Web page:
Excellent article. For those who disagree with her it is important to understand what the current research on interpersonal neurobiology reveals about the developing brain and attachment styles.
She is far too simplistic in her analysis, imo. Of course there is something different about these children from the get-go because not all children who experience similar treatment by similar parents interpret it as abandoment or worthlessness – not even in the same family. Normal babies are resilient and adaptable, not rigid in their outlook and responses. They have to be or very few would survive. So it can’t be all about the mother. A 3 mon old baby who arches her back and “stares into the corner’ when cooed at to ‘change the subject’ , absent serious abuse, isn’t normal.
What she fails to mention is that children who are not cuddly and don’t like to be touched from birth often engender resentment and distance in the mother. The mom can’t respond normally because the baby doesn’t respond normally and it goes downhill from there.
Sometimes it is parental instability or abandonment, physical and/or emotional, but sometimes there is something wrong with the child too. I find this doctor’s rigidity about her belief to be just a little too like the rigidity she sees in her patients. I doubt she has much success with her parent patients – too blaming, although she may do well with the kids since she seems to have tremendous empathy for them.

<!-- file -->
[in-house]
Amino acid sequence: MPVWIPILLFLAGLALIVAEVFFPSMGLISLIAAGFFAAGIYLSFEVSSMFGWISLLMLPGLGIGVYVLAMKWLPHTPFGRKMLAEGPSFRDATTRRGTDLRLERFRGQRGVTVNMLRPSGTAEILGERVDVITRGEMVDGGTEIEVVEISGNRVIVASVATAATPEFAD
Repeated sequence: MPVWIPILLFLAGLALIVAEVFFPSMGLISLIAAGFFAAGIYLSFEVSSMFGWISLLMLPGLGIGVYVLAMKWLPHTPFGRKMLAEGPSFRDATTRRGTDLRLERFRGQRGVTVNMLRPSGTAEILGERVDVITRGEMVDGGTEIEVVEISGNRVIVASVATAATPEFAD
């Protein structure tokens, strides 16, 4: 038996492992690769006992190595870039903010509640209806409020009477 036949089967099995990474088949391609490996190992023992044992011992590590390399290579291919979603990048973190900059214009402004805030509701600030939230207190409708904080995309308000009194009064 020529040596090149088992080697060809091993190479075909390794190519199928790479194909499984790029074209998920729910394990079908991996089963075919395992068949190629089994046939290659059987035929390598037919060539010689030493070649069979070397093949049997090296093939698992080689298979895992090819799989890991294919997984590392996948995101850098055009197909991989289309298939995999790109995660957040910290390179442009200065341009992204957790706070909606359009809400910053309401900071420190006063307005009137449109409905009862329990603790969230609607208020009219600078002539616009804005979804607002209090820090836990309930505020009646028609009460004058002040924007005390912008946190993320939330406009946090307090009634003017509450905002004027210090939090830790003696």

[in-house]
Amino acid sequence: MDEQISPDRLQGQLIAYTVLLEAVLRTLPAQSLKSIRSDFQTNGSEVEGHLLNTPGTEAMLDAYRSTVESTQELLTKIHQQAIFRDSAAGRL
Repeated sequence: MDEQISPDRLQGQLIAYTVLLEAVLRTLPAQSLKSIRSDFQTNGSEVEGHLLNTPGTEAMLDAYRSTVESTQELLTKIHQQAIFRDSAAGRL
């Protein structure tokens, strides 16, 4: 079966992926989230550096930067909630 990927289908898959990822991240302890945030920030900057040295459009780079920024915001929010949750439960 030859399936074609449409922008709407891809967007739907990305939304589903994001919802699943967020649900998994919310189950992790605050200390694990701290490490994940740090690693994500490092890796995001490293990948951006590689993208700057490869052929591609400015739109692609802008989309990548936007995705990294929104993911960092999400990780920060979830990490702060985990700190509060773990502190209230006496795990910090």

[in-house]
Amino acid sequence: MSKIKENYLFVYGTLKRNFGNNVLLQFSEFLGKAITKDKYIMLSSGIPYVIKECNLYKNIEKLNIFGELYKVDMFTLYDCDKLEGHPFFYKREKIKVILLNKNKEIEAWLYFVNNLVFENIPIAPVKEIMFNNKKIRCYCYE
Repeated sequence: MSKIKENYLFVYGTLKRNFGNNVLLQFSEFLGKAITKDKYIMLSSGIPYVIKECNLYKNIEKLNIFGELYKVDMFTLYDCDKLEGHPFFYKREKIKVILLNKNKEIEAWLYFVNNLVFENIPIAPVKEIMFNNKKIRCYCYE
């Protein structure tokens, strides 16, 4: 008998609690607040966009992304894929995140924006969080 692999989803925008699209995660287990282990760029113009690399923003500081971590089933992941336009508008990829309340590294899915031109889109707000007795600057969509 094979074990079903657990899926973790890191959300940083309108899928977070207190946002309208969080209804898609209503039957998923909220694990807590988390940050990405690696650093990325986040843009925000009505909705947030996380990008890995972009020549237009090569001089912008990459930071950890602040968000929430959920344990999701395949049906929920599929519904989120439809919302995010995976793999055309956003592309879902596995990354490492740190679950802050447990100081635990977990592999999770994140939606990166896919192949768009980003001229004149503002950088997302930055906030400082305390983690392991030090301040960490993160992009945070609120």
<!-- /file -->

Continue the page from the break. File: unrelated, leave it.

The part about infants arching their backs and staring into corners bothered me because such behavior is also typical of babies on the autism spectrum (though symptoms of autism usually don’t show up until the second year of life, in some cases it’s evident in infancy). Arching of the back in that case is believed to be due to sensory issues, not rejecting affection as such. I hope this won’t add to the mistaken belief that people with autism are just Adam Lanzas waiting to happen.